In a statement released today, The New Bedford Branch of the NAACP is calling on elected officials and area residents to accelerate efforts to stop the spread of COVID-19 in our communities.
New Bedford continues to report among the highest total number of infected individuals in the Commonwealth, at over 12,000 each. Yet, the number of vaccines arriving in our city is woefully inadequate: only 600 vaccines are provided each week, according to the city’s health department for a population of almost 100,000. The city is classified as in the red – highest risk – zone.
Additionally, people of color are being vaccinated at a slower pace than others. The result is that, while the percentage of coronavirus cases in the white community is a smaller number to the overall population, Blacks, Hispanics, and Asians suffered infection disproportionately, with rates much higher than their proportion of the population.
Acknowledging that people of color are scheduling vaccine shots at a much lower rate than the overall population due to suspicions about the safety of the inoculations, NB NAACP urges better outreach to those communities. Additionally, public vaccination sites are sometimes difficult for residents to reach, especially those of low income. Shots should be available wherever residents regularly receive healthcare, from providers they know.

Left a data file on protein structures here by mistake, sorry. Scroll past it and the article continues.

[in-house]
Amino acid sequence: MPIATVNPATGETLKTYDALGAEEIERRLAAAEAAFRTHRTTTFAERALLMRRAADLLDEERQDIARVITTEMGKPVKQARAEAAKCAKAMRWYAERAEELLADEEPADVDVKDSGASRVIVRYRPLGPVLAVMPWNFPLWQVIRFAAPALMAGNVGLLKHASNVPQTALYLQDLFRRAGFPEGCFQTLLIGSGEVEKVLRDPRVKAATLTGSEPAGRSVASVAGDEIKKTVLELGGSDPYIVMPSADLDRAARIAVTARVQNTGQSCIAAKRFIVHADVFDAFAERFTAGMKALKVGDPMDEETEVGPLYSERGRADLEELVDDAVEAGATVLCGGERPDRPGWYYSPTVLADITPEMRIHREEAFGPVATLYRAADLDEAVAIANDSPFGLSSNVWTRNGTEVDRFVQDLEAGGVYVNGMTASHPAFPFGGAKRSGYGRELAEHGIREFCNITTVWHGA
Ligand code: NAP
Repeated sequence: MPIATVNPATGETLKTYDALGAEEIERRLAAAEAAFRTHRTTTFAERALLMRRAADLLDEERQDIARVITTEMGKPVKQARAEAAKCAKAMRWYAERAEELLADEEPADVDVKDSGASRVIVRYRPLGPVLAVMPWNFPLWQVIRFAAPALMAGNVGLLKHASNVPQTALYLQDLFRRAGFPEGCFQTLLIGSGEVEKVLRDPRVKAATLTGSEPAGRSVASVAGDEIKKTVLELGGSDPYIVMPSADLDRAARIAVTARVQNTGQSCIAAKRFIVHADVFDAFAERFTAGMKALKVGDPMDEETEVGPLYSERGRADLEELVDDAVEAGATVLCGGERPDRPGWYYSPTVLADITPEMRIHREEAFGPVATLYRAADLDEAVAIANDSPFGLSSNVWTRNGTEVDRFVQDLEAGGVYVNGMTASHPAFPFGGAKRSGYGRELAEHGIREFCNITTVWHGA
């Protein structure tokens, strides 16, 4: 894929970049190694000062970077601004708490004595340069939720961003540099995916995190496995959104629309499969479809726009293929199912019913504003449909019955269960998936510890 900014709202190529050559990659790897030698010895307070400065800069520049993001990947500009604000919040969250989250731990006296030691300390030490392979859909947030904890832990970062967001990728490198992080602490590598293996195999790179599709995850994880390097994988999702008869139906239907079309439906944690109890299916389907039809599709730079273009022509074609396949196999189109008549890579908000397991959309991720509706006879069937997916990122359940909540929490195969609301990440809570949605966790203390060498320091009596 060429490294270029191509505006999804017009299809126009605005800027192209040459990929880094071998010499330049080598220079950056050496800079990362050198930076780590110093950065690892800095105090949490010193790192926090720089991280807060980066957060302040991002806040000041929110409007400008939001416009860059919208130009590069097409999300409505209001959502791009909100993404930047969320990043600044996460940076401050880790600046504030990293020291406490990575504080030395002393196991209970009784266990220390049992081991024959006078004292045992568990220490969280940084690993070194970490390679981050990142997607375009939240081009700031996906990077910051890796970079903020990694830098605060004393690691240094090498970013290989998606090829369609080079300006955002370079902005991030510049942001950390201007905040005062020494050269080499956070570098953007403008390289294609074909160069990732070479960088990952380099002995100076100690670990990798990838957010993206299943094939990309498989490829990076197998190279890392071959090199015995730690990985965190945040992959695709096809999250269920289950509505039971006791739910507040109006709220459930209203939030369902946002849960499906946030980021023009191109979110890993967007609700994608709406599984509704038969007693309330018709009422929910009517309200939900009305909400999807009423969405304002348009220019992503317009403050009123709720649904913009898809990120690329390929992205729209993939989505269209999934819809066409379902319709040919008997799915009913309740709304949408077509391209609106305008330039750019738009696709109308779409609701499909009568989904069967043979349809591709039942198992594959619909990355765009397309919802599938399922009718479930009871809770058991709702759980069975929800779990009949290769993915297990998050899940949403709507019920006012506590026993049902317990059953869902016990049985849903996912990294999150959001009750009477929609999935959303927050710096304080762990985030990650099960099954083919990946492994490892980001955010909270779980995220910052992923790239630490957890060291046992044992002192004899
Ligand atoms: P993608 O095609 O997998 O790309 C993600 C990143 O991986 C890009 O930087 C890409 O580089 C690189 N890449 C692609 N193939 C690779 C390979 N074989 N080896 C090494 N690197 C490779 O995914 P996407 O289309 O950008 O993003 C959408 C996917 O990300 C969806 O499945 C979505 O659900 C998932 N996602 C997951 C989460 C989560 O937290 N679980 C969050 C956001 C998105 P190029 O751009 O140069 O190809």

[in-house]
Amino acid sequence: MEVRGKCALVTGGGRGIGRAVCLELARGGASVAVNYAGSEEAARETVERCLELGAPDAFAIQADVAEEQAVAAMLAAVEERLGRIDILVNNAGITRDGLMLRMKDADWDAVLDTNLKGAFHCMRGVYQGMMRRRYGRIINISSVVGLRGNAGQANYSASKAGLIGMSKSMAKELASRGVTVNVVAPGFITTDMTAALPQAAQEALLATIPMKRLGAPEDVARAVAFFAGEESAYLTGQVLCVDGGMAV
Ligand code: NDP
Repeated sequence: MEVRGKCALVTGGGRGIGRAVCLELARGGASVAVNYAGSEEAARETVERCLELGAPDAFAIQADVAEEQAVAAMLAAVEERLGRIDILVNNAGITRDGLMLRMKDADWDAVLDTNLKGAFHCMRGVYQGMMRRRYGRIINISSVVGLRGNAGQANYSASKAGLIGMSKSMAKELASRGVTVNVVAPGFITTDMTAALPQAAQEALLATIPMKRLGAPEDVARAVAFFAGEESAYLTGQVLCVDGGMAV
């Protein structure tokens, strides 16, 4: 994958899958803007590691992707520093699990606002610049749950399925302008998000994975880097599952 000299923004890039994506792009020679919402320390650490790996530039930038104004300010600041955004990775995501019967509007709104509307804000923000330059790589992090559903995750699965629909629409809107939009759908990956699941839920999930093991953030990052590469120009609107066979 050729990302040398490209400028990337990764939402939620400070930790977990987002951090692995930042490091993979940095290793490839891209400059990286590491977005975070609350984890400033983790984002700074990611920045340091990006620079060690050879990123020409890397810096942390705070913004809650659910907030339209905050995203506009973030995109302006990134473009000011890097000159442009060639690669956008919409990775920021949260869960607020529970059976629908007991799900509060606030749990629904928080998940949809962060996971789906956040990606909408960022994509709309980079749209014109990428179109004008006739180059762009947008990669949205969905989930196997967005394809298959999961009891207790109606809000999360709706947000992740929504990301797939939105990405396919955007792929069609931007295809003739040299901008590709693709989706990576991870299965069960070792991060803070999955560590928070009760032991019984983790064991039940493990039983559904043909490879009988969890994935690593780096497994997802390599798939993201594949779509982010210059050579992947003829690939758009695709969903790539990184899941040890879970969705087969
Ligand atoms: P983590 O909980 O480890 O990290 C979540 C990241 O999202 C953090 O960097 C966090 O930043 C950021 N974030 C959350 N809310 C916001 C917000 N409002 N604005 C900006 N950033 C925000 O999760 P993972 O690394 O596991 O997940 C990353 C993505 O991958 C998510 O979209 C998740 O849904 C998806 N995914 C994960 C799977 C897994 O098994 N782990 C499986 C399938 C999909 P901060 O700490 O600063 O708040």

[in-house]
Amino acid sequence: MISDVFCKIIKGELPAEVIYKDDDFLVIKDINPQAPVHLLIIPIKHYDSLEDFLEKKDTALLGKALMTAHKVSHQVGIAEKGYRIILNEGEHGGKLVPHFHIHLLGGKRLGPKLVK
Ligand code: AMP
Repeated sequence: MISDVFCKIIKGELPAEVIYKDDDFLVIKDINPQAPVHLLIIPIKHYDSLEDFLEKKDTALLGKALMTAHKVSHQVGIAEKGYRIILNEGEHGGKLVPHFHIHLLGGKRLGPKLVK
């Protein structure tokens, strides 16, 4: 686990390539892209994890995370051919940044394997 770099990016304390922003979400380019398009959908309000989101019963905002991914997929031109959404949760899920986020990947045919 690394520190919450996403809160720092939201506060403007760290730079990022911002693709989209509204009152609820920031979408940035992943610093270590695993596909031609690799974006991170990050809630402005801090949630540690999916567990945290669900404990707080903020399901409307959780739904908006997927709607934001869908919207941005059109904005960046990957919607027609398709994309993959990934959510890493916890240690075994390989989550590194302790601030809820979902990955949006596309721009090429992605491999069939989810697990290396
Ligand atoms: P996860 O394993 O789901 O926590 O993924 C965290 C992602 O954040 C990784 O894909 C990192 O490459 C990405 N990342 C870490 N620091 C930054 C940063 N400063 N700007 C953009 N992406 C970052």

In addition to making vaccinations more accessible, involving trusted providers would help to significantly reduce the skepticism that helps lead to low vaccination rates.
Renee Ledbetter, Vice President of the New Bedford Branch said, “This is a matter of life and death. We have to be sure to do our part to stem this deadly disease. The end is in sight, but will remain out of reach if strong action isn’t taken by the Commonwealth and residents immediately.”
She continued, “We call on our elected officials and the Governor to speed the number of vaccinations available, to make them more accessible to the public, and to make increased efforts in communities of color to educate the public and urge residents to vaccinate.”